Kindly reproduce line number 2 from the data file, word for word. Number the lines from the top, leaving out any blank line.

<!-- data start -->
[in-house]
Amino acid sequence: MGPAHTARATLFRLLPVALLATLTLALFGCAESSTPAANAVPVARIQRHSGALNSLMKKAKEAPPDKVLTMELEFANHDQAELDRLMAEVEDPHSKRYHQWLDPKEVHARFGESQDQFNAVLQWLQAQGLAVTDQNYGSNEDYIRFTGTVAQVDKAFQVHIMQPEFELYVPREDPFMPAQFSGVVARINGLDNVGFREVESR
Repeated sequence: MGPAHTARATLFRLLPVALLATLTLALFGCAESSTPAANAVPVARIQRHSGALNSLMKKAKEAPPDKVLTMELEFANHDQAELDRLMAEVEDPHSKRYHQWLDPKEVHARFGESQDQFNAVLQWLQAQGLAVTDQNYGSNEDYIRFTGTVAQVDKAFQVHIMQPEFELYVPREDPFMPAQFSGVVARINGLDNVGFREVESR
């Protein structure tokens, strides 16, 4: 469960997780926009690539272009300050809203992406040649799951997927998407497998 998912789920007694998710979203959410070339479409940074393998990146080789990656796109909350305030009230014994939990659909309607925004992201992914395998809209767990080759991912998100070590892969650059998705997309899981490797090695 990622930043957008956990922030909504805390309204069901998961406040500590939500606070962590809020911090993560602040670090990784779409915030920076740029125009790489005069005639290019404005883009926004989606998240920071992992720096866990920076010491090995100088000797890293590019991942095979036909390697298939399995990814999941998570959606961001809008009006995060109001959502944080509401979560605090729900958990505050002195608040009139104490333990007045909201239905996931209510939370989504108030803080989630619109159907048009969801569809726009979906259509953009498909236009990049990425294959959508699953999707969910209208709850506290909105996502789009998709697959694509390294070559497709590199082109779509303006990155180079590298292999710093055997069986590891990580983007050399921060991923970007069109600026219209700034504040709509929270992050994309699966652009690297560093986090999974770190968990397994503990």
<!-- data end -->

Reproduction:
Amino acid sequence: MGPAHTARATLFRLLPVALLATLTLALFGCAESSTPAANAVPVARIQRHSGALNSLMKKAKEAPPDKVLTMELEFANHDQAELDRLMAEVEDPHSKRYHQWLDPKEVHARFGESQDQFNAVLQWLQAQGLAVTDQNYGSNEDYIRFTGTVAQVDKAFQVHIMQPEFELYVPREDPFMPAQFSGVVARINGLDNVGFREVESR